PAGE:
COVID-19 has caused substantial declines in indoor dining in the US. Starting in March, many states closed restaurants altogether. As of July, most have allowed restaurants to re-open, with varying levels of restrictions. The Washington Post catalogues the development of statewide restrictions on restaurants and other businesses here.
In the early stage of the pandemic, data showed that restaurant activity in many states dropped substantially before restrictions were imposed. As lockdowns have eased, dining levels have remained well below their normal levels. The pandemic is expected to have lasting impacts on the US restaurant industry. Notable bankruptcies so far include the parent company of Chuck-E-Cheese, and CraftWorks Holdings, who operated several casual dining chains.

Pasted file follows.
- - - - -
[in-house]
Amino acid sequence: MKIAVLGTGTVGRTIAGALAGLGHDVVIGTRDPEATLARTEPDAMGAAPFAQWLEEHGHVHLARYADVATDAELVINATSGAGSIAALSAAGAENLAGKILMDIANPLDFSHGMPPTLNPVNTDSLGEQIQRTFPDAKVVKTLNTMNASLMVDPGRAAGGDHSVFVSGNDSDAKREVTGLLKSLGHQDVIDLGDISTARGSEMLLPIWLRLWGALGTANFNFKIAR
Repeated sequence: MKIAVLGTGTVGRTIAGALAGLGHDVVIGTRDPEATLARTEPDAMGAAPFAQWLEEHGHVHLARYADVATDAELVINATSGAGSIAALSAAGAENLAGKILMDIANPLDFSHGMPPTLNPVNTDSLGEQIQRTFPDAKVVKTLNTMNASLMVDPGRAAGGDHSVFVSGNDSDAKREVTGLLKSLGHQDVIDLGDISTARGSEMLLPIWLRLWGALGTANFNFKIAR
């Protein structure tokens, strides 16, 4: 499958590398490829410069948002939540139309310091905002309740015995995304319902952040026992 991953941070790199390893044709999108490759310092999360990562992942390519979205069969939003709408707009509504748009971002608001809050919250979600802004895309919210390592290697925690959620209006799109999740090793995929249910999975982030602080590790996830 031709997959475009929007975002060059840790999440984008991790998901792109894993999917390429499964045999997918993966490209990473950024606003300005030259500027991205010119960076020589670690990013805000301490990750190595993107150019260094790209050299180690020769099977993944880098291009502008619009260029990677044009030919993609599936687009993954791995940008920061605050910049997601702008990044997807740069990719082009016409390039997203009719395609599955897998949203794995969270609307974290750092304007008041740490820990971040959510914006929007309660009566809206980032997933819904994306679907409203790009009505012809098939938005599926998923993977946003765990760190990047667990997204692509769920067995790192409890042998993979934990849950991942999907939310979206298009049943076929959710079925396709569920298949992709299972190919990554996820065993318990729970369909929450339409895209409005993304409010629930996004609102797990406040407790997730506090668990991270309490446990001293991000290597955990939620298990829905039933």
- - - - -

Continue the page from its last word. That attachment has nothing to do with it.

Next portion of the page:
OpenTable provides daily data on restaurant activity in the US.
In September 2020, what will be the average year-on-year change in seated diners from online, phone and walk-in reservations, in the United States?
The question will resolve on the basis of a simple mean of values in the series “Seated diners from online, phone, and walk-in reservations” from September 1st–30th inclusive, in the United States. Note that this is the series covering all restaurants — not just those open for reservations.
The question will resolve as ambiguous if OpenTable fails to provide a full series for the month of September. If OpenTable changes their methodology, admins will determine if the change is substantial enough to warrant an ambiguous resolution.